Oxidative stress is a hallmark of CP-induced nephrotoxicity . Also, DHA is a polyunsaturated fatty acid with reportedly inconsistent effects on LPO . Hence, we focused on evaluating the effects of DHA on MDA, as well as on reduced glutathione (GSH; a crucial endogenous anti-oxidative/membrane preserving thiol) in kidney homogenates from variously treated rats. Figure 7A points out that after 7 days of treatment, CP almost doubled the level of MDA in rat kidney homogenates. This responsiveness remained unchanged when CP was combined with DHA (125 or 250 mg/kg) for this treatment period. Resuming DHA treatment for 10 days, however, resulted in a remarkable reduction in MDA level to near control levels (p < 0.05 against CP). To gain insights into possible causal relationships of lipid peroxidation in disruption of GFR, correlations were made between MDA and creatinine levels. Figure 7B demonstrates that a considerable positive association exists between the MDA level and creatinine, in response to various drug treatments (r = 0.81). This indicates that reduction of renal MDA level contributes to renal function protection. On the other hand, treatment with CP significantly depleted (GSH) level in kidney homogenates. Concurrent treatment with DHA (250 mg/kg) restored GSH to near normal concentrations in kidney tissues (p < 0.05; against CP) (Figure 8A). Further, a high degree of negative association between GSH and creatinine levels was observed (Figure 8B, r = -0.82), thus confirming an active role for GSH in the mechanisms governing both renal tissue injury by CP (lower levels), and protection therefrom by DHA (higher levels).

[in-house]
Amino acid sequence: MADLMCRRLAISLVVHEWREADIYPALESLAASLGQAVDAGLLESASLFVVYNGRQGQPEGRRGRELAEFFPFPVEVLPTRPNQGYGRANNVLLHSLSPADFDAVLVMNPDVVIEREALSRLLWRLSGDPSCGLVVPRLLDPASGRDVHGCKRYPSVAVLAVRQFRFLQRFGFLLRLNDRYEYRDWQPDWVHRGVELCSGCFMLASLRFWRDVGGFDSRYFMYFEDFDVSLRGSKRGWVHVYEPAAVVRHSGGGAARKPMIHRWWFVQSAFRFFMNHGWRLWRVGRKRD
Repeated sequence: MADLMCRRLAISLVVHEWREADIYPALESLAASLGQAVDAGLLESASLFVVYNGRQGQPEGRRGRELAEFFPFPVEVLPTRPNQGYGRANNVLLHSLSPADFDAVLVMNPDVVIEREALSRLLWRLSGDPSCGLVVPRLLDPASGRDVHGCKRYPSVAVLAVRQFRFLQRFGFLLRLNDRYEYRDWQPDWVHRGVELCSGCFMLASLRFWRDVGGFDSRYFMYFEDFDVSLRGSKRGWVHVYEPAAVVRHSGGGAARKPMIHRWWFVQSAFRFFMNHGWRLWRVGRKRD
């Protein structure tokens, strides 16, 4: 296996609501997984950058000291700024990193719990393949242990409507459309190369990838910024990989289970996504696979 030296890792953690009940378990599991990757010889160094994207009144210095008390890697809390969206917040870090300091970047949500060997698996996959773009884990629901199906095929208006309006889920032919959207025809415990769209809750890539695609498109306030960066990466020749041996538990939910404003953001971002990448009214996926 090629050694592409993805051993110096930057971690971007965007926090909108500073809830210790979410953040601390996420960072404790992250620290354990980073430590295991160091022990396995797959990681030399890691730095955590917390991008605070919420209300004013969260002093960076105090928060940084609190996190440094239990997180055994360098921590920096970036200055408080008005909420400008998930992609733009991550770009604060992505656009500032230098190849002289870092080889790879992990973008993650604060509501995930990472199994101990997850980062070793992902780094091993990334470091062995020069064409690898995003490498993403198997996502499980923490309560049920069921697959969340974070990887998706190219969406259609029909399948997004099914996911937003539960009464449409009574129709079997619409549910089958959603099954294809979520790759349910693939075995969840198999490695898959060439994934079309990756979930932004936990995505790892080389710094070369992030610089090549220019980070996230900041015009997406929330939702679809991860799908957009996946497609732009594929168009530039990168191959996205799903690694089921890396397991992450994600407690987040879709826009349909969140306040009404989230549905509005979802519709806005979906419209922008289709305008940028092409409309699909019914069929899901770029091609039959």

Renal inflammation is a primary antecedent in impaired renal diseases; as currently exemplified by the CP-evoked nephrotoxicity . Accordingly, we assessed levels of TNF-α, a marker of systemic inflammation, in renal tissues treated with and without CP, DHA and their combinations. Figure 9A shows that CP evoked ~10-fold rise in renal tissue TNF-α levels after 7 days. Co-treatment for this same period with DHA (either 125 or 250 mg/kg) failed to effectively reduce TNF-α levels from those attained with CP-group. Conversely; however, extending the co-treatment period with 250 mg/kg of DHA for 10 days blunted the rise in TNF-α levels (p < 0.05). Figure 9B further demonstrates that the rise in TNF-α level (inflammation) highly correlated with that of serum creatinine (renal dysfunction) (r = 0.92). These findings suggest that TNF-α is both a key trigger of nephrotoxicity in response to CP treatment, and a crucial target in alleviation of such anomalies by DHA.